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Exam 4-Diseases

Terms in this set (69)

Causative agent: Usually herpes simplex virus type 2 (type 1 is cold sores, but the two are close cousins); herpes simplex 1 can also be responsible. Herpes viruses are enveloped and contain double stranded DNA. 1 week incubation period

Signs & Symptoms: Itching, burning pain at the site of infection, painful urination, tiny blisters with underlying redness (look like cold sores in the wrong spot). The blisters break, leaving a painful superficial ulcer, which heals without scarring. Recurrences are common.

Pathogenesis: Lysis of infected epithelial cells results in fluid-filled blisters containing infectious virions. Vesicles burst, causing a painful ulcer. The acute infection is controlled by immune defenses; genome persists within nerve cells in a non-infectious form beyond the reach of immune diseases. Replication of infectious virions can occur and cause recurrent symptoms in the area supplied by the nerve. Newborn babies can contract fatal generalized herpes infection if their mother has a primary infection at the time of delivery.

Epidemiology: NO ANIMAL RESERVOIRS; HUMANS ONLY Transmission by sexual intercourse, oral-genital contact. Transmission risk greatest first few days of active disease. Transmission can occur in the absence of symptoms. Herpes simplex increases the risk of contracting HIV.

Treatment and Prevention: No cure. Medications help prevent recurrences, shorten duration of symptoms. Prevention: abstinence, monogamy, and correct use of condoms help to prevent transmission.
Causative agent: Clostridium botulinum, an anaerobic, Gram-positive, spore-forming, rod-shaoed bacterium. STRICTLY ANAEROBIC

Signs & Symptoms: Blurred or double vision, weakness, nausea, vomiting, diarrhea; generalized paralysis and respiratory insufficiency. 12-36 hour incubation period.

Pathogenesis: C. botulinum endospores germinate in food and release neurotoxin. Toxin is ingested, absorbed, and is carried by the bloodstream to motor nerves; toxin acts by blocking the transmission of nerve signals to the muscles, producing paralysis; C. botulinum can also colonize intestines and cause generalized weakness or paralysis. Can infect host via improperly canned food; very hard to kill and is the result of a swelled can. Likes sugar, acid, and is HEAT RESISTANT.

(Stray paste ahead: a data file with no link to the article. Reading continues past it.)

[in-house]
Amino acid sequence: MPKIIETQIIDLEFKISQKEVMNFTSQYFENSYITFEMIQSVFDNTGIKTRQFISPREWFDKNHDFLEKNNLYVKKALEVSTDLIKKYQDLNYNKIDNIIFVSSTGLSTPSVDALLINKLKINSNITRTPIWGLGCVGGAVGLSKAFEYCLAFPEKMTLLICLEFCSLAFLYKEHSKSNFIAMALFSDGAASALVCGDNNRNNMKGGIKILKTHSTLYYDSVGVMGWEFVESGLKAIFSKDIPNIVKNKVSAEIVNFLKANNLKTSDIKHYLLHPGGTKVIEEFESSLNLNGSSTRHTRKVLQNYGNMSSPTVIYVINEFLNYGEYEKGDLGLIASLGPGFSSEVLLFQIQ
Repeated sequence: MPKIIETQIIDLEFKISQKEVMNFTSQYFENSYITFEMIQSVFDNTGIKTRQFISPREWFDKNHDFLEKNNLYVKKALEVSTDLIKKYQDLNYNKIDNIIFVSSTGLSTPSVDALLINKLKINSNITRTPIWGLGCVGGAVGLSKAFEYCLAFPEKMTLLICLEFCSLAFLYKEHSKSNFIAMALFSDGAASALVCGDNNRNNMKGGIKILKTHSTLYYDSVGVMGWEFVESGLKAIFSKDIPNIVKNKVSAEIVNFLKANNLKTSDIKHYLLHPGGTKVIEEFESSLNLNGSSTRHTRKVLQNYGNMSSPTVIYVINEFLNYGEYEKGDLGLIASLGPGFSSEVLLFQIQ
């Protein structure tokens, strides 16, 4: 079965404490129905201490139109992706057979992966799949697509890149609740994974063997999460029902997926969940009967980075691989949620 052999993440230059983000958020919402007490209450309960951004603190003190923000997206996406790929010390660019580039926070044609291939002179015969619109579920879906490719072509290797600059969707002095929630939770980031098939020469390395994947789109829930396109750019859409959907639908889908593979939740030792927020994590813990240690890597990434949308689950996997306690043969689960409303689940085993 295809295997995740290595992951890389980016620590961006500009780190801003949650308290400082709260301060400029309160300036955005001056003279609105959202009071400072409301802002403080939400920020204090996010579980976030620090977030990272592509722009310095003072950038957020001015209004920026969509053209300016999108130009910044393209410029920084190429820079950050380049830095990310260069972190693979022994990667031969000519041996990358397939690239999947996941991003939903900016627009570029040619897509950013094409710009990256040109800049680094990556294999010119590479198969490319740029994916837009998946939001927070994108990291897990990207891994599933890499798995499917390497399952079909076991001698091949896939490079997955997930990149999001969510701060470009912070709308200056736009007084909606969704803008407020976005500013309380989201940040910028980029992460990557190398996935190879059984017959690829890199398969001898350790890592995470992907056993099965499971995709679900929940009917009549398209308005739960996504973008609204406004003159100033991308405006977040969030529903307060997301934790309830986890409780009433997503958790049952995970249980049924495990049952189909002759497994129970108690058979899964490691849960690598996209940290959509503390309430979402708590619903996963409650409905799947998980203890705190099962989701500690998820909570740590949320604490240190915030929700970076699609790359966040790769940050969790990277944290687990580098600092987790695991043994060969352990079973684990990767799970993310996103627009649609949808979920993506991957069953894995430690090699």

Epidemiology: Ingestion of toxin produced by vegetative C. botulinum cells growing in a food, often an improperly processed home-canned, low-acid food. Endospores widespread in soil, aquatic sediments, and dust. Organisms can colonize the intestines of adults and infants with deficiencies in normal microbiota, and wounds containing dirt and dead tissue, including those caused by injected drug-abuse.

Treatment & Prevention: Treatment: Enemas and stomach washing to remove toxin, cleaning infected wounds of dirt and dead tissue, IV administration of antitoxin, and artificial respiration (bacteria destroy the nerves which control the lungs). Education in proper home-canning methods; heating food to boiling for 15 minutes just prior to serving.

**Injected into face to purposely damage nerves (Botox)
= kills nerves of forehead to make muscles relax to prevent wrinkles; however, the bacteria circulates in the bloodstream and is a very potent neurotoxin. VERY DANGEROUS!
Causative agent: Human Immunodeficiency Virus (HIV)

Signs & Symptoms: Over 50% develop fever, sore throat, head and muscle aches, rash and enlarged lymph nodes early in infection. After an asymptomatic period, symptoms result from immunodeficiency and include unusual malignant tumors, pneumonia, meningoencephalitis, diarrhea, etc. (ARC symptoms; mark the onset of AIDS).

Pathogenesis: HIV infects various body cells, notably those of the immune system (CD4 + T-cells & antigen-presenting cells). T-cells are killed, with declining numbers until the immune system cannot resist normal issues. Nails the T-helper cells, causing the antibodies and Tc cells to go; no humoral/adaptive immune system.

Epidemiology: Transmission routes: sexual contact, transfer of blood or blood products, mother to child around childbirth. Can be transmitted via breast milk, and possibly oral-genital contact.

Treatment: HAART Therapy, which delays progression of the disease to AIDS. HAARRT is NOT a cue and is too expensive for most of the world's patients. No vaccine yet available. Medications can prevent many of the infections that complicated HIV disease. Anti-HIV meds and C-sections can decrease mother-newborn transmission. Prevention: sex education, needle exchange, condoms.

SOME STDS ENHANCE HIV TRANSMISSION; predominantly found in heterosexuals, but percentage wise, is it said to be transferred most through homosexual men and the least through lesbians. Circumcision also reduces the potential for HIV significantly.

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